Our wanking boys in blue

Personal motivations are inevitable when it comes to policing sex

I imagine the five plainclothes policemen adjusting their hard-ons in their pants as they prepared to crash a sex party for 300 women at the Club Toronto bathhouse in the early hours of Sep 15.

I imagine them thinking things like, Would the women inside be naked? Would there be sizzling lezzie action in the hallways? Would it be something out of the adult video All Girls section, or something out of the prison sexploitation film Caged Fury? Either way, it would be something to see, something to tell the boys about.

This inconvenient erection would be a less ambivalent sensation, I imagine, than the butterflies the cops might have felt in their stomachs when they went looking for gay male sex at The Bijou last year, the Barn and the Toolbox this summer and any number of parks Toronto’s policemen have a penchant for patrolling. Will I be repulsed? Will I be turned on? Will I hate myself for being turned on? What if some guy tries to touch my cock?

And that’s why I think cops passed up 364 days of opportunities to visit Club Toronto when it’s full of man-to-man sex, and jumped on that single day of the year when woman-to-woman sex filled its nooks and crannies. I believe they picked tried-and-true titillation over fascinated disgust, though either might do in a horned-up pinch.

Anybody can pay the admission price to enter a strip bar or hire a prostitute. Being the only men at a rare women-only event is an exotic thrill only cops can engage in.

It’s crude to apply pop psychological motivations to our boys in blue – for example, I’ve never met 52 Division’s ubiquitous plainclothes detective, David Wilson, who stood in the lobby during the inspection, and wouldn’t have any idea whether he’s gay, straight, sexually healthy or sexually tormented – but it’s inevitable. Police are exercising value judgments when they visit homo spots looking for illicit conduct, and value judgments about sex start right in the gonads. What gives me a thrill? Community policing or collecting the names of naked lesbians? The answer is easy when an officer puts his sexual feelings first.

Police officers are independent agents of the Crown. That means they can pick and choose what laws to enforce, and they often do just that. We don’t know how many illegally parked cars or cocaine deals Wilson and his colleagues passed by while their minds were racing ahead to a night full of frolicking lesbians. But we can be sure they didn’t pass through Mr Rogers’s neighbourhood to get to Club Toronto on Mutual at Carlton.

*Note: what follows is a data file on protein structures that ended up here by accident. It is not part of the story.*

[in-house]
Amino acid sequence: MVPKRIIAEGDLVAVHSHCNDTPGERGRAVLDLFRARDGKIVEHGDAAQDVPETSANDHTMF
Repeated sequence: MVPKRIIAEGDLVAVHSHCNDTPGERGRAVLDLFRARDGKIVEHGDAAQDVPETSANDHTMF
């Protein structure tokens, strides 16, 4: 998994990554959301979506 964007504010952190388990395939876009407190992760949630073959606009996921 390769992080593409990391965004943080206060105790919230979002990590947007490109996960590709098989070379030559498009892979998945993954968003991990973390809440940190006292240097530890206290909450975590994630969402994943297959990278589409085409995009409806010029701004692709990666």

There were certainly many other places officers could have been checking out. Special occasion liquor permits are easy to get in Toronto; more than 20,000 are issued in the city each year. Weddings, bar mitzvahs, art gallery openings – I’ve been to dozens of special permit events, some overflowing onto the street and disturbing neighbours. But I’ve never seen a single routine liquor permit inspection at these events, and certainly not one where officers spent hours taking the names of guests and knocking on the doors of private spaces. But the guests at weddings aren’t in towels or watching porn.


With each invasion of a homo sex spot in the last 15 months, Division 52 Superintendent Aidan Maher has brought up the subject of liquor licences. Because, he says, it’s not about homosexuality. It’s about routine inspections of liquor permits. With The Bijou porn theatre, it was about booze, not blowjobs. With the Barn, it was about booze, not nudity. With the lesbian bathhouse it was about booze, too.

Anyone buying this line would believe beauty pageants are about personality. Toronto police are using liquor licences as a pretence to police sexual activity.

Hiding behind the “routine inspection” line, cops let their very presence throw cold water on a venue’s sexual activities. Liquor permit inspections are being used as scare tactics against the gay community and anyone who wants to have sex in a space outside their home.

Policing sex directly might mean court challenges, or at least public discussion. It might reveal that Canadians are more disgusted by police invading privacy on a whim than by adults having sex in bathhouses.

Instead, Maher and Toronto Police Chief Julian Fantino will cry, “Routine liquor inspection!” every time cops raid a homo sex spot, when what they really mean is “Perverts!”

Paul Gallant is Features Editor for Xtra.

Paul Gallant

Paul Gallant is a Toronto-based journalist whose work has appeared in The WalrusThe Globe and Mail, the Toronto StarTHIS magazine, CBC.ca, Readersdigest.ca and many other publications. His debut novel, Still More Stubborn Stars, was published by Acorn Press. He is the editor of Pink Ticket Travel and a former managing editor of Xtra. Photo by Tishan Baldeo.

Read More About:
Power, Toronto

Keep Reading

Elon Musk and Texas attorney general Ken Paxton are suing Media Matters. Here’s why queer and trans people should care

OPINION: When politicians and the rich leverage the power of the state to quell dissent, we all lose

The ‘trans debate’ isn’t just about wonky policy issues, it’s about families

OPINION: Anti-trans laws are tearing apart the families conservatives purport to want to protect

Ohio Republicans are trying to limit the power of ballot measures—and using transphobia to circumvent democracy

OPINION: Conservatives are courting voters using the little trick that they’ve always turned—demonizing a minority

Calgary Airport trials first gender-neutral security screenings in Canada

Trans Canadians celebrate potential update to binary body scanners, but say staff training is needed to ensure the benefits stick